In 2009 a record came sort of out of nowhere that really took me by surprise, and frankly, kicked my ass something fierce. It was from Italian technical death metallers Fleshgod Apocalypse and the record was called Oracles. What I loved about the album, and the thing that made it so addicting, was that it was beautifully melodic and unabashedly technical at the same time. It blended these two things into what was easily the most unique technical death metal or melodic death metal record that had been released in a very, very long time. I was blown away (and still am). I didn’t review it at the time, but it made the #3 spot on my Top 10(ish) of 2009 and I have been waiting for the follow up ever since. Agony, the band’s first record on Nuclear Blast records, is that follow up and it’s a great album that bugs me.
Agony is functionally not the same band as the one that performed on Oracles. Well, the core is the same, but the band has added keyboards and orchestrations after the Mafia EP [Also, why change the logo? Christophe’s logo was fantastic! – AMG]. Adding the pianos and orchestrations gives the band a feel much more similar to Dimmu Borgir, Septicflesh or Behemoth and adds them to the lump of the pile that is orchestrated death metal. The keys and orchestrations add a pompous, bombastic character to the music that works pretty well for what they’re doing, it certainly is fun to listen to at times and adds a dynamic to technical death metal that makes it easier to stomach and adds more ups and downs. It also creates a bed, of sorts, on which the music lays. There are 8 tracks on this album, plus an orchestral intro and an piano outro that are truly beautiful. It’s worth noting, as well, that the orchestrations aren’t cheesy or poorly done, they’re similar to Mustis’s work in Dimmu Borgir in sound quality and composition. They’re quite good.
But adding orchestrations to Fleshgod Apocalypse took away the thing that made them the most interesting, in my opinion. In my discussions with other metal heads I’ve noticed that I’m one of the few people who has noticed this, but Oracles is such a beautifully melodic record and all the neo-baroque and neoclassical goodness was being carried on the guitars. This created a face raping heaviness to the world’s most melodically pleasing music. Agony hits you in the face with it (as do the faux tuxedos that they’re wearing in the promo pictures now). It’s like the musical equivalent of the “rebirth” scene in V for Vendetta, you know, where Natalie Portman’s character comes out with her arms stretched into the rain. Her character remade, like V’s had been of fire. But the directors don’t trust you to be smart enough to figure that shit out on your own, so instead they splice the two together just in case you’re too fucking stupid to notice that it’s happening.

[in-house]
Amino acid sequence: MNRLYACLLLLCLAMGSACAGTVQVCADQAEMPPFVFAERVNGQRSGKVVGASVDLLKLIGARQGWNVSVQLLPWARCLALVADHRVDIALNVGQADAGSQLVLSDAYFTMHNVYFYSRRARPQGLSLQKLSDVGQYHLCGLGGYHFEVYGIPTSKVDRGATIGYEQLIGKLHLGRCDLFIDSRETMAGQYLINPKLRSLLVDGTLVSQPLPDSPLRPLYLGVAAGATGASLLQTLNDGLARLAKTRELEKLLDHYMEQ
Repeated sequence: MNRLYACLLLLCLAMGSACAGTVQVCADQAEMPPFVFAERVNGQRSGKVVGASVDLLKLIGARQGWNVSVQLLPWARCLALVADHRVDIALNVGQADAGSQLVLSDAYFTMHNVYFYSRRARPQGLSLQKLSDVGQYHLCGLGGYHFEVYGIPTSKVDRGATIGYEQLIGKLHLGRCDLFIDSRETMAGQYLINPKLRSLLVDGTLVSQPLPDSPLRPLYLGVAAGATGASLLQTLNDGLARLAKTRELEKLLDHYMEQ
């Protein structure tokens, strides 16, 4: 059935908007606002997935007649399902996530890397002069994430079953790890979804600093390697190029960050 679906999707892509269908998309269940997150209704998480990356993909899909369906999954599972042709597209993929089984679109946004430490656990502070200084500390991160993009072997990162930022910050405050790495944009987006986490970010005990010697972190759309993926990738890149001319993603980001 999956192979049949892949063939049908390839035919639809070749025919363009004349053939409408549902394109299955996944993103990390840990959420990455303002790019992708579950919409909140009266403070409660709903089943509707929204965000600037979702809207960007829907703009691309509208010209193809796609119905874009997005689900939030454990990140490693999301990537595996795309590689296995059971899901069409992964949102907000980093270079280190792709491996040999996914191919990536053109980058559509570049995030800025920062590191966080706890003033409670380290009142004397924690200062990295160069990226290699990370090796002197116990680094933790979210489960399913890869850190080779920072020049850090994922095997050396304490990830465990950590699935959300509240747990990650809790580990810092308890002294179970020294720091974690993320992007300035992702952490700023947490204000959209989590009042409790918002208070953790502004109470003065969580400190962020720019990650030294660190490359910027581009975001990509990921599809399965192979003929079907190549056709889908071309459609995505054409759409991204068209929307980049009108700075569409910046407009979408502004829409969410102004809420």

So while everyone is going on about how this record is “technical perfection,” I ask: where? Yeah, it’s heavy. But the technicality on the guitars has taken a step back because everything interesting that was happening on the guitars has been moved to the keyboards. Is there a melody? Well hell yes there is: you’re being smashed in the face with it over and over and over and over. “HEY LOOK! WE’RE ITALIANS REFERENCING OUR CULTURAL HERITAGE!!” And that’s fine, I guess. But it leaves something to be desired by lumping the band into a growing trend (orchestral death metal), while taking away what the band was initially so damned good at.
Of course, now that I’ve got that off my chest, it should be stated that this record is cool. This is better than the new Septicflesh and anything Behemoth has done since Demigod. The clean vocals that they’ve added worked well on “Thru Our Scars” and they work well here on “The Hypocrisy” but it becomes quickly obvious that this guy is a one trick pony who is singing outside of his comfort zone. But the record flows fantastically, using the orchestral bed to segue between tracks in a way that holds the album together. This is probably Agony‘s strength compared with the previous material: it is a very cohesive and excellently written record that seems to be thematically linked. Every track is well-composed and the orchestrations and vocal variations work to separate the band from its Hour of Penance past.
I suggest that fans of the band check out this record. They’ll find some improvements (certainly the drums are less bad than they were previously) and some great song-writing that is similar to Oracles even if its substantively different. New fans interested in checking out an orchestral band in the vein of a tech death Dimmu or Septicflesh should not hesitate to check this record out. But given my expectations this album is still a bit disappointing for me. I think it’s going to take some time to get used to. And who knows, then maybe I’ll join in the ass kissing festivities. But until then: this is a great record, but it could’ve been better.